Back in February 2011, I moved from my previous apartment to my current house.  I unwisely decided to push a trivial code change prior to boxing things up.  This trivial code change did not immediately take down the server, but did cause one component (queue worker processes) to fail some hours later.  The most immediate consequence of this was that outgoing appointment reminder phone calls / SMSes / emails failed to go out.  Since I was busy moving, I did not notice the automated messages about this failure.

When I discovered the failure (8 hours into customer-visible downtime), I panicked.  Rather than reasoning through what had happened, I reverted the code change and pushed reset on the queue worker processes.  This worked, and the queue quickly went from 2,000 pending jobs to 0 pending jobs.  I then went to bed.

At roughly 3 AM, I woke up with a vague feeling of unease about how I had handled the situation, and checked my email.  My customers (small businesses using AR to talk to their clients) had left several incensed messages about how their client had reported receiving dozens of unceasing calls on the behalf of their business, in a row, at 7:30 PM the night before (right after I had restarted the queue workers).

Here was the error: my application assumed that the queue would always be almost clear, because queue workers operate continuously.  A cron job was checking the DB every 5 minutes to see whether a particular client had been contacted about her appointment yet.  If she hadn’t, the cron job pushed another job to the queue to make the phone call / SMS / email.  When the queue came back up, each client received approximately ~100 queued events simultaneously.  These did not themselves check, at the start of the job, whether the job was still valid, because the application assumed that the cron job would only schedule valid reminder requests and not execute 100 times in between queue clearings.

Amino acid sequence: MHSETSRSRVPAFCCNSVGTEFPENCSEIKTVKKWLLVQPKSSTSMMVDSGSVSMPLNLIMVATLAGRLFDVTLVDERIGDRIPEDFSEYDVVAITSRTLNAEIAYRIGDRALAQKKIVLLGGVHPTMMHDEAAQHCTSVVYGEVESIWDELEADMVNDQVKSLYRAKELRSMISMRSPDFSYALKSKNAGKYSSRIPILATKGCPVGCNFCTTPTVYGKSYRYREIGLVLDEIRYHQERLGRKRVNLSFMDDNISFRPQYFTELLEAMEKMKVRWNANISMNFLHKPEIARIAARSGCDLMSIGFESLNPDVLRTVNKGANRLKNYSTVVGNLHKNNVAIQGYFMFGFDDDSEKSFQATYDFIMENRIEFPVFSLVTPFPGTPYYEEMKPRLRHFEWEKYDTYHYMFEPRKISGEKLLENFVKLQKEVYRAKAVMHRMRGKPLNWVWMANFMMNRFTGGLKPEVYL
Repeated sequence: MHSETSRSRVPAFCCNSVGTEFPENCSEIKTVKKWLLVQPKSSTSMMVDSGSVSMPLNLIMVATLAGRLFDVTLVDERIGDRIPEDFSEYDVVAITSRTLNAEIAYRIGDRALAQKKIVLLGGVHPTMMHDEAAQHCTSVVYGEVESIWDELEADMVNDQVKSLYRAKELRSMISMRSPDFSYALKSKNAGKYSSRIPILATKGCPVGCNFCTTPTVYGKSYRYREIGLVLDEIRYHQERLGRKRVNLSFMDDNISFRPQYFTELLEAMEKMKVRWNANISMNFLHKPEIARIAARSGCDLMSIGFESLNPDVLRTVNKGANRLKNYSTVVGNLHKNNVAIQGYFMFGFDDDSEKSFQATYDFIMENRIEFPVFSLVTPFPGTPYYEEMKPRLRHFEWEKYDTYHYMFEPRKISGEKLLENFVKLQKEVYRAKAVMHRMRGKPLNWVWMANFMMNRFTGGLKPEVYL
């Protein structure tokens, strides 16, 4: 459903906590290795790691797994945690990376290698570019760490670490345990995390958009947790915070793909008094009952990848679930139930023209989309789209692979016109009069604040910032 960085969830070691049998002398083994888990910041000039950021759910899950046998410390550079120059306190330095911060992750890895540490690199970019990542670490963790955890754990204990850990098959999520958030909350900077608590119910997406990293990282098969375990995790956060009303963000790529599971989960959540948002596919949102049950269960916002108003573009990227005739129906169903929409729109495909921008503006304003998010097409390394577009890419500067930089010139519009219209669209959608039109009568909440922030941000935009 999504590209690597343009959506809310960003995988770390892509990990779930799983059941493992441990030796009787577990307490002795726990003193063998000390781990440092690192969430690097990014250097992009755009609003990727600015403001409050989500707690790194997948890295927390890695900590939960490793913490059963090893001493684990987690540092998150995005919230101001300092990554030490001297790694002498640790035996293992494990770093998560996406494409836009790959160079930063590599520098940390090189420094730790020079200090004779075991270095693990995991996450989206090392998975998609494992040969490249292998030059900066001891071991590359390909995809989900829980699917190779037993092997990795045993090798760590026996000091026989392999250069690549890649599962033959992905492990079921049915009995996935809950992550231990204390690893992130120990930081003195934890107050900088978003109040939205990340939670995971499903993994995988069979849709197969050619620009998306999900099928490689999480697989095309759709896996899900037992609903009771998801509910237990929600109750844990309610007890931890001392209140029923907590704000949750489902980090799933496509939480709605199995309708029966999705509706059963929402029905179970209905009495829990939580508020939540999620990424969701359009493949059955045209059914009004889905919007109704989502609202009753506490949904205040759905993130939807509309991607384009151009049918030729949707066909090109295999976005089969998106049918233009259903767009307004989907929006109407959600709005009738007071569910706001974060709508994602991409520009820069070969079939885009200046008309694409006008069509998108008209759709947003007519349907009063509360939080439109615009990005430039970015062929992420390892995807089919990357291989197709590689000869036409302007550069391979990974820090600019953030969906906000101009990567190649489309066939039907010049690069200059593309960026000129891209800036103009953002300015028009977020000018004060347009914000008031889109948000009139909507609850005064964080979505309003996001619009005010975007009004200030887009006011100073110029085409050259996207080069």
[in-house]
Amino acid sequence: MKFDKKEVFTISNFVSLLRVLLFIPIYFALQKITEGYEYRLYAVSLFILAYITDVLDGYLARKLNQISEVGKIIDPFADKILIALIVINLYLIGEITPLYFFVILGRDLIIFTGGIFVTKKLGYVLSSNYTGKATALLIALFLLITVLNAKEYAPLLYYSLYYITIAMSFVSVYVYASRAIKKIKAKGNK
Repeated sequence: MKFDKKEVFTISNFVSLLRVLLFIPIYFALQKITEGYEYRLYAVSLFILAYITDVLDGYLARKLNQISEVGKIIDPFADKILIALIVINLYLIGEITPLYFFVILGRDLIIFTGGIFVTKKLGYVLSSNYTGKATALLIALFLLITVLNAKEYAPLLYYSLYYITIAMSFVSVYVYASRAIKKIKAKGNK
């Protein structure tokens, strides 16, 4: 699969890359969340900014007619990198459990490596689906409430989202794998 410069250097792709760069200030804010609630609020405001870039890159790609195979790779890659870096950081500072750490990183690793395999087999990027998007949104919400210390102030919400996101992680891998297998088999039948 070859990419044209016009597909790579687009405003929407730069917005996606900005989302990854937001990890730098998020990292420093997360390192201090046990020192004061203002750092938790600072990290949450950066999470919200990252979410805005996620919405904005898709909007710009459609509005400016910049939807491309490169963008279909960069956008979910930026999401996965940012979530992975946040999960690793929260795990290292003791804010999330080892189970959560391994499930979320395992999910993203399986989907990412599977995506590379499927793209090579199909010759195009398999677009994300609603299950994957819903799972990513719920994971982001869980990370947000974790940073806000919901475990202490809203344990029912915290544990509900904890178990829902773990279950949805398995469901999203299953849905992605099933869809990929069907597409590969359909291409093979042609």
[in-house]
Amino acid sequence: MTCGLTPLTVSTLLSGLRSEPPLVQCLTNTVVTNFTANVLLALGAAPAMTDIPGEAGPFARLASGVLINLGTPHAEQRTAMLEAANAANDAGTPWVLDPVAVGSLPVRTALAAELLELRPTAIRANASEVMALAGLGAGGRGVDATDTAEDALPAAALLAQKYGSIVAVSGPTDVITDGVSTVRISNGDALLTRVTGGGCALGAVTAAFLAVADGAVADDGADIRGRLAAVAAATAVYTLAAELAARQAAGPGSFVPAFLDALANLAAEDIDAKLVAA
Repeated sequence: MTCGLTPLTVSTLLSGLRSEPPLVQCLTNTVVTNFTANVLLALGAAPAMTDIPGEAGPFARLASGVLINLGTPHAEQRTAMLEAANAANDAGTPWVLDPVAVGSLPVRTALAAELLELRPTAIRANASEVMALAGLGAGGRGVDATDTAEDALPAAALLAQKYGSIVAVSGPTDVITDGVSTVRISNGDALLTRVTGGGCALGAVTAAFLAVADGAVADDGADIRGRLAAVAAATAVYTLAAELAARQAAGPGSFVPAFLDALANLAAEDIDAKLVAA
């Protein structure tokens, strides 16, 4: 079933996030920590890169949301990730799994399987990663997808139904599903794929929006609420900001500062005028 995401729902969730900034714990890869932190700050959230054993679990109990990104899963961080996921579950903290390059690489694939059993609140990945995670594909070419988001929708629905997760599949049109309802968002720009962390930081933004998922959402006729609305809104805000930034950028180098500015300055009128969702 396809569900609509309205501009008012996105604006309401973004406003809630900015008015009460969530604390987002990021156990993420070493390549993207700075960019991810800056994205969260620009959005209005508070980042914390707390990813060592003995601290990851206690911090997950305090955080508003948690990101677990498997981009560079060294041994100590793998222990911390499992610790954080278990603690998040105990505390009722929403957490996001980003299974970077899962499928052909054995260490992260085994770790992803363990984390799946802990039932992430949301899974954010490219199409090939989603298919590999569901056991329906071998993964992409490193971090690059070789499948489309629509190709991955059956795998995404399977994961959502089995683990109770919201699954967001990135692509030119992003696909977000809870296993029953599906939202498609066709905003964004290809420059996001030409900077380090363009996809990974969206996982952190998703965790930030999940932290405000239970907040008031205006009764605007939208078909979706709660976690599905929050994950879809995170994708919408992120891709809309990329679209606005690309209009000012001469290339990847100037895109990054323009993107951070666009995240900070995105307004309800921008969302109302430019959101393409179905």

This resulted in approximately 15 people receiving a total of 600 phone calls, 400 SMSes, and 200 emails, in approximately a 5 minute period of time.

There are a variety of ways I could have avoided causing this problem for my customers:

  1. Don’t make code changes prior to planned unavailability, even if they look trivial.
  2. Don’t ever leave your phone that gets emergency messages out of your pocket.
  3. Switch to idempotent queues, so that adding the same job multiple times does not result in multiple copies of the job.
  4. Add per-client rate limits, so that application logic errors don’t cause runaway contact attempts.
  5. Add failsafes for historically unprecedented levels of activity, shutting down the system until I could manually check it for correctness.

Testing Twilio Applications

Unit testing and integration testing are virtually required to produce production-quality Twilio applications, and will make it much less likely for you to create catastrophically bad bugs in production.  Unfortunately, testing Twilio applications is much harder than testing traditional CRUD web applications, because of how TWIML is different than HTML (in terms of how minor syntax errors actually cause business problems), how it is not easy to replicate telephone operation in integration testing, and because Twilio sometimes has poor separation of concerns between the MVC of a web application, the Twilio helper library, and the Twilio service itself.

Twilio testing is inherently dangerous, because non-production environments (testing, staging, development, etc) could conceivably generate actual, real-world phone calls to phone numbers which were in your database but not actually under your control.  The first and most important tip I have for Twilio testing is to make it explicitly impossible to contact anyone not on a whitelist from code when you’re not in production.  I have a quick snippet that I put in a Rails initializer which monkeypatches my Twilio library to force it to only make phone calls or SMSes to whitelisted numbers.  (I don’t suggest actually re-using this code, particularly as you may not be using Rails or the same Twilio library that I am using, but you can reuse the idea of enforcing safety in non-production environments.)

 

 

A lot of Twilio testing will, unfortunately, require manual button-pressing (or scripts which simulate button-pressing on a telephone).  This is easier to accomplish if you can expose your local development machine to the actual Internet.  There are strong security reasons why you don’t want to do this but, if you’re comfortable with doing it, LocalTunnel is a great way to actually accomplish it.